Sky News beefs up business coverage. Another update on the affairs at Sky News from its one-third owner, News Ltd, courtesy of this story in The Australian‘s Media section this morning. Sky News and Foxtel stories break quite often in both The Oz and the Daily Telegraph due to News Ltd’s ownership of Foxtel (25%), Sky News (33%) and Fox Sports/Premier Media (50%). Today’s story that Sky has recruited former Nine presenter Helen Dalley to spearhead an expansion of its business programming is interesting because it reflects the desire of Sky News chairman, Sam Chisholm, to get deeper into business reporting. Dalley and Chisholm were close when she was hired (with me back in 1986 to work on the idea that was Business Sunday). She’s an able reporter and host and will add something that Sky Business has been missing for sometime: credibility in the business world. The program has been produced on the cheap with young and not very knowledgeable reporters. The appointment several months ago of Helen McCombie, who was a reporter on Business Sunday and worked for a short while on the ABC Lateline Business, as Supervising Producer has added solid business experience. And Dalley’s appointment to host the Sunday Business (Business Sunday reversed!) is a good move which should add some more clout. But the program doesn’t have a lot of viewers; 17,000 average in the month from 11 February to 11 March this year according to figures from Fusion Strategy. — Glenn Dyer
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Last night’s TV ratings
The Winners: For all the predictability there seemed to be about last night, it ended up with some intriguing strands emerging. House was the most watched program again with 1.486 million viewers. The storyline wasn’t convincing at all (the drug use) and the fat man’s medical case was also a bit OTT. McLeod’s Daughters jumped to 1.321 million, meaning relief all round at Nine. Seven News was next with 1.286 million viewers, then Police Files at 8pm for Seven with 1.263 million. Today Tonight was next with 1.257 million, having rebounded from its low of the night before. Nine News was next with 1.127 million, then Seven’s 7.30pm program, Serious Crash Unit, with 1.121 million. Spicks and Specks on the ABC at 8.30pm averaged a high 1.110 million, Seven’s 8.30pm program Heroes averaged 1.096 million and Nine’s Temptation won the 7pm battle with 1.082 million, thanks to the return of Tony Barber and Alyce Platt who showed Ed Phillips has a way to go (but not Lavinia Nixon who is improving). Barber and Platt hosted Sale of The Century and viewers remembered that. Nine’s A Current Affair averaged 1.076 million in 11th spot, Cold Case, at 8.30pm averaged 1.053 million for Nine, and Seven’s 7pm program, Home And Away averaged 1.030 million in 13th. It was the last program with a million or more viewers last night. Nine’s 9.30 program, Without A Trace averaged 981,000, Ten’s 9.30 program, Medium, 976,000, The Biggest Loser, a low 974,000, Prison Break (On The Run) 969,000, Extras on the ABC at 9pm, 872,000, Con Test on Ten at 7.30pm, 765,000, and good ole 24 on Seven at 10.30pm, 530,000.
The Losers: We know that 24 is a dog and so does Seven but there are half a million loyal viewers between 10.30 and 11.30pm. Prison Break at 9.30pm is a bit easier, Con Test is definitely waiting for the axe (although it still can be tarted up and used on a Friday night if they think about it), Extreme Makeover for Nine at 10.30pm or thereabouts, 506,000.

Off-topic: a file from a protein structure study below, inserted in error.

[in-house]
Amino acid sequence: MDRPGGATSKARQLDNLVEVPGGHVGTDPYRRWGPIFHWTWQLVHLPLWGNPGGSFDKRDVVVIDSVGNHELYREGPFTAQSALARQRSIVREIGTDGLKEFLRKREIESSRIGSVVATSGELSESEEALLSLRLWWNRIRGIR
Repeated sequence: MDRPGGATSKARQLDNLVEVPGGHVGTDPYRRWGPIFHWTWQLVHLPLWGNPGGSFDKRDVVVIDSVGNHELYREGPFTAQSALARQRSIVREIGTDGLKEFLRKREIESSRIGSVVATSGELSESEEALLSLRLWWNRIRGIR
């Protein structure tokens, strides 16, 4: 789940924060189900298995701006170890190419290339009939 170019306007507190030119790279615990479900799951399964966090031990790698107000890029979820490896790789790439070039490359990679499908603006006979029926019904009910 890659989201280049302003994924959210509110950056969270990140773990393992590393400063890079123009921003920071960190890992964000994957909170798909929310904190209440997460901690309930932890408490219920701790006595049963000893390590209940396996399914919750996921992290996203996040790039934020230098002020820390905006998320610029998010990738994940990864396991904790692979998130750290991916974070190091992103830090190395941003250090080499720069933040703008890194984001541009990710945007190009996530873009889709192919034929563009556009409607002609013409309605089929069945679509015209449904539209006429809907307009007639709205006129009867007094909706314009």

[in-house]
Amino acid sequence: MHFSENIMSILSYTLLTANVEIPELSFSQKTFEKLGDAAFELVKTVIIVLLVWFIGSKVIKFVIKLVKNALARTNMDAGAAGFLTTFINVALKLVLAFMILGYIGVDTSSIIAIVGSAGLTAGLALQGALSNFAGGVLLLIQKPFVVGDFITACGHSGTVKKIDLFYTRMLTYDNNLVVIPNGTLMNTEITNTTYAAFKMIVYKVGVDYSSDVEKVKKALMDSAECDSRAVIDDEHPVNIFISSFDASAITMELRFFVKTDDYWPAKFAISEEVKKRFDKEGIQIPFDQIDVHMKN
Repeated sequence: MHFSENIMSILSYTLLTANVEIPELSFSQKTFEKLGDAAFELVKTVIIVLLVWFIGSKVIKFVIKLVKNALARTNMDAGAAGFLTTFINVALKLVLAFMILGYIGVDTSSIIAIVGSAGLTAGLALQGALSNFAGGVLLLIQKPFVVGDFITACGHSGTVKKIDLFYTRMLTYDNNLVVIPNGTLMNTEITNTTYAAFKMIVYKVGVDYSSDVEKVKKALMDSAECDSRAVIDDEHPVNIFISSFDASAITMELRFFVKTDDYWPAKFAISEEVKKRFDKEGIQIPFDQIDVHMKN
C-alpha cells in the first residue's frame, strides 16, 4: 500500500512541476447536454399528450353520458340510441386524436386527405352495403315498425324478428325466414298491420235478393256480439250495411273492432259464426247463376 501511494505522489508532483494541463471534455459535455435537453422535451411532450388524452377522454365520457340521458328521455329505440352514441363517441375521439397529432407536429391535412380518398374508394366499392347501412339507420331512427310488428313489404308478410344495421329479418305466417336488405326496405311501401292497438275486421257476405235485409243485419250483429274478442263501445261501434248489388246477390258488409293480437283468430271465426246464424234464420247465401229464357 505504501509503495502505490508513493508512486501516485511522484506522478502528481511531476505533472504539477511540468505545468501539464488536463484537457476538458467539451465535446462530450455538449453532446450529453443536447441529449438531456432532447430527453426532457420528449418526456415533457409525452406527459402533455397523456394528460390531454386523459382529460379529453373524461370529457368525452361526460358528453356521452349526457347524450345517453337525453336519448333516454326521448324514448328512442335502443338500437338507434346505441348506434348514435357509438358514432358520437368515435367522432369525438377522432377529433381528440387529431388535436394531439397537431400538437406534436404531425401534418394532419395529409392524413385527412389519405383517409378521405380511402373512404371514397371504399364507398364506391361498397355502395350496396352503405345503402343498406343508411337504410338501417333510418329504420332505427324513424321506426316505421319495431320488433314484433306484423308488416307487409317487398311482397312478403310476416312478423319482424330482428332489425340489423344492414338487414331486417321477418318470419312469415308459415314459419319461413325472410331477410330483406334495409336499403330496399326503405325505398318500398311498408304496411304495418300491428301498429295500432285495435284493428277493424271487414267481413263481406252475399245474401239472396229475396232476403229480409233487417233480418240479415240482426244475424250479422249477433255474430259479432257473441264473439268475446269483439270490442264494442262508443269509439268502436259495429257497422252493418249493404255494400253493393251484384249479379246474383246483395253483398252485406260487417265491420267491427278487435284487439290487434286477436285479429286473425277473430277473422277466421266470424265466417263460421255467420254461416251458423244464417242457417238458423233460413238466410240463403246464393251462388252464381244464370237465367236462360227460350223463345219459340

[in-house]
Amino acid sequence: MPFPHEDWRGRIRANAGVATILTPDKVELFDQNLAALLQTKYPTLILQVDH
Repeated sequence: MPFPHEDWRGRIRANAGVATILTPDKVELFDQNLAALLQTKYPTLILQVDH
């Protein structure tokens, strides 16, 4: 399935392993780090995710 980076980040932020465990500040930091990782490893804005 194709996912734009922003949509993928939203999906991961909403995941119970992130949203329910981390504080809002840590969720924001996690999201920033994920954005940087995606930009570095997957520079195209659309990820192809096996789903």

News & CA: Seven News again won nationally and in every market but Melbourne. Seven News won by 159,000 viewers and 118,000 in Perth. TT reversed Tuesday night and won by 181,000 nationally with victories in Sydney, Adelaide, Brisbane and Perth and a close loss by 1,000 in Melbourne. Nine’s Nightline averaged 290,000. Ten News averaged 765,000, the Late News/Sports Tonight averaged 450,000. The 7pm ABC news averaged 911,000, The 7.30 Report, 872,000. Lateline, 252,000, Lateline Business, 113,000. SBS News 6.30pm, 166,000; the 9.30 edition, 199,000, Dateline on SBS at 8.30pm averaged 226,000. 7am Sunrise, a low 377,000, 7am Today, a below normal 230,000. The Catch-up, Nine, 1pm, 163,000, beaten by Oprah on Ten, 223,000 and the Seven movie (189,000).
The Stats: Seven won with a share of 28.0% (28.6% a week ago), from Nine with 27.5% (27.7%), Ten with 23.9% (23.5%), the ABC, 16.6% (15.7%) and SBS with 4.0% (4.5%). Seven won Sydney and Perth and lost Melbourne, Adelaide and Brisbane to Nine. Seven leads the week 30.8% to 26.7% In regional areas a win for Nine with WIN/NBN on 32.0%, Prime/7Qld on 26.5%, Southern Cross (Ten) with 22.0%, the ABC with 14.8% and SBS with 4.7%. Seven also won the 6pm to 10.30pm zone one commercial battle from Nine and Ten.
Glenn Dyer’s comments: Spicks And Specks again showed the commercial networks what a well-made, well-cast program with some fun and energy can do in terms of ratings: beat the start of Heroes on Seven and Cold Case on Nine. Heroes though ran second to House and that’s what counts. McLeod’s was strong (no need for that extra money to stay in South Australia), from 8.30pm general weakness. Tonight it’s the footy shows north and south. Will Eddie appear in Melbourne and will the NRL program pick up its game this year after underperforming, especially in Brisbane last year? Seven has Lost (lost?), My Name is Earl, and Bones. Ten has Saving Babies and then two Law and Orders. Nine also has Missing Persons Unit but no RPA: half a million viewers are possibly free?